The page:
Bone Mineral Density and Its Serial Changes Are Associated With PTH Levels in Pseudohypoparathyroidism Type 1B Patients

J Bone Miner Res. 2018 Apr;33(4):743-752. doi: 10.1002/jbmr.3360. Epub 2018 Jan 3.


Bone responsiveness to serum parathyroid hormone (PTH) in pseudohypoparathyroidism 1B (PHP1B) is controversial. Forty-eight PHP1B patients diagnosed by molecular analysis were recruited from 2000 to 2016 from the Peking Union Medical College Hospital. Fifty-five sex-matched nonsurgical hypoparathyroidism (NS-HP) patients were selected and included for comparison. Basic information, laboratory test, and dual-energy X-ray absorptiometry (DXA) results were collected. Linear regression was performed to identify independent predictors of lumbar spine (LS), femoral neck (FN), and total hip (TH) bone mineral density (BMD) Z-scores in PHP1B patients. BMD and related markers were compared between PHP and NS-HP patients. Longitudinal observation of 10 PHP1B patients was performed. The BMD Z-score for the LS (1.14 ± 1.41) was higher than that for the FN (-0.20 ± 1.00, p < 0.001) and the TH (0.03 ± 1.06, p < 0.001) in PHP1B patients. Despite lower serum calcium levels in untreated patients (1.72 mmol/L in untreated patients versus 2.14 mmol/L in treated patients, p = 0.024), the PTH levels as well as BMD Z-scores were comparable between treated and untreated patients at baseline. PTH was a negative predictor for LS-BMD Z-score (B = -0.004, p = 0.028) for sporadic PHP1B patients, and a similar result was obtained for all the PHP1B patients (B = -0.002, p = 0.053). Z-scores for FN- and LS-BMDs after treatment increased by 0.31 ± 0.10 and 0.58 ± 0.12, respectively, where the increase in LS-BMD correlated with a decrease in PTH (r = -0.72, p = 0.044). All BMD Z-scores were significantly lower in PHP1B patients than in IHP patients for the FN, LS, and TH (-0.20 ± 1.00 versus 1.57 ± 1.07, 1.14 ± 1.41 versus 1.96 ± 1.32, 0.03 ± 1.06 versus 1.67 ± 1.01, respectively, all p < 0.05). Skeletal tissue in PHP1B patients responds to PTH, where heterogenous sensitivities to PTH may exist in different regions of bone. Therefore, it is reasonable to normalize PTH levels when treating PHP1B to avoid negative effects of PTH on bone. © 2017 American Society for Bone and Mineral Research.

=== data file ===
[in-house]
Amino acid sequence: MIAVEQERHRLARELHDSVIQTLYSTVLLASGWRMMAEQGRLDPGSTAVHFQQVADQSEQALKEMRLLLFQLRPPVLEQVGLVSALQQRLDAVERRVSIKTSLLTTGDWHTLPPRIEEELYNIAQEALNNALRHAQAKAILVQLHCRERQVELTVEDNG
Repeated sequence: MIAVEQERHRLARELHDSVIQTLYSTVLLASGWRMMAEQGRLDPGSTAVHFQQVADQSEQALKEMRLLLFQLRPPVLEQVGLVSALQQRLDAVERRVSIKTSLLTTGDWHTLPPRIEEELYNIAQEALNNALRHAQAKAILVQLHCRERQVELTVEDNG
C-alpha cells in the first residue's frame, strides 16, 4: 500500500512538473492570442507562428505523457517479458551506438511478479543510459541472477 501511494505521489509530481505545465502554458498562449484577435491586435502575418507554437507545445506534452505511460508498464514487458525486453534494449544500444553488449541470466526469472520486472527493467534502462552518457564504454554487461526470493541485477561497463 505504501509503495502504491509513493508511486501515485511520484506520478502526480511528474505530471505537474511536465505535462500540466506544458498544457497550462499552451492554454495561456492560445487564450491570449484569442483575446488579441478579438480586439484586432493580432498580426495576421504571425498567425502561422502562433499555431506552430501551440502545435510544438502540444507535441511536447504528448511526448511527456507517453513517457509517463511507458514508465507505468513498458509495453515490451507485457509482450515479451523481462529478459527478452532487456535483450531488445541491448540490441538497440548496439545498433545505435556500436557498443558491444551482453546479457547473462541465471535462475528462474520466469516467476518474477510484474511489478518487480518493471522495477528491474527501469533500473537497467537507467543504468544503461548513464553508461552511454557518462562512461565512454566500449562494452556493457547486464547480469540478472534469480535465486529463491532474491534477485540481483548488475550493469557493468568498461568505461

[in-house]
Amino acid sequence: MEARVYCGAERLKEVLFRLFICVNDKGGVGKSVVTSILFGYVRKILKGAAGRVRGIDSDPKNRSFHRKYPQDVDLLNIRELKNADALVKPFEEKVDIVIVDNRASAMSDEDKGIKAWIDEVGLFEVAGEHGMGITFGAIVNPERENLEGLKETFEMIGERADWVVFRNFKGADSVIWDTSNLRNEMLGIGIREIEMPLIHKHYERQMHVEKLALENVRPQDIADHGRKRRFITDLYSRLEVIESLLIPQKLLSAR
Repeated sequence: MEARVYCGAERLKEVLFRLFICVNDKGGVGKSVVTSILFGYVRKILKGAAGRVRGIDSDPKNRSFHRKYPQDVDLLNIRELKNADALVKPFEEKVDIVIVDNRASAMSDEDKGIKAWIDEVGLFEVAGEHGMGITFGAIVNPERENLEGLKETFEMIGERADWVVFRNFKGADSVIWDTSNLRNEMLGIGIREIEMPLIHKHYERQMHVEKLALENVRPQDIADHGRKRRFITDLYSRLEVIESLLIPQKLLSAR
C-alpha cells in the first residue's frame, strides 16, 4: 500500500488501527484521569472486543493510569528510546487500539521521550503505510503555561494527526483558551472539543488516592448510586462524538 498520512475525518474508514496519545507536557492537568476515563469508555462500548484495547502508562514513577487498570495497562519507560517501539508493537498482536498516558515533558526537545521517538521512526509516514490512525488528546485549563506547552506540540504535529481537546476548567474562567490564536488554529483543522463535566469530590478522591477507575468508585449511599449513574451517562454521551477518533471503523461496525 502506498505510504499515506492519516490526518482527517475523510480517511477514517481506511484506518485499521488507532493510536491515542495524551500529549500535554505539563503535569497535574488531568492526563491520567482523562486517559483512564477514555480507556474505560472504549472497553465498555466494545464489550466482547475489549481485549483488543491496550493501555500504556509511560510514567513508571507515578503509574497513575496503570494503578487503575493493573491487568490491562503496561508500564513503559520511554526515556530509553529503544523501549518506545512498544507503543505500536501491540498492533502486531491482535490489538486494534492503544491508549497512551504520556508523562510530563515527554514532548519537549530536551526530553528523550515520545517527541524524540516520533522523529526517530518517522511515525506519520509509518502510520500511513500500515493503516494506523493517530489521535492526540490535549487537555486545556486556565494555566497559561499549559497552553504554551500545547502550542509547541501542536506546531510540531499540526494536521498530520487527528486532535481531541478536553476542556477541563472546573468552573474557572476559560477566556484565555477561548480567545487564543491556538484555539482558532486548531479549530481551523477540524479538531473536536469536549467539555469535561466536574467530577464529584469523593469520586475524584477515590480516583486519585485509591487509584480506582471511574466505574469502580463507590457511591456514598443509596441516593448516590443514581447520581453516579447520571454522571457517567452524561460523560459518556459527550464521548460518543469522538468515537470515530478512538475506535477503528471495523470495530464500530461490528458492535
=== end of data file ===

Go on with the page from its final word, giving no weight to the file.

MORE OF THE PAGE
Publication types

  • Research Support, Non-U.S. Gov't

MeSH terms

  • Absorptiometry, Photon*
  • Adult
  • Bone Density*
  • Calcium / blood*
  • Female
  • Humans
  • Male
  • Middle Aged
  • Parathyroid Hormone / blood*
  • Pseudohypoparathyroidism* / blood
  • Pseudohypoparathyroidism* / diagnostic imaging


  • Parathyroid Hormone
  • Calcium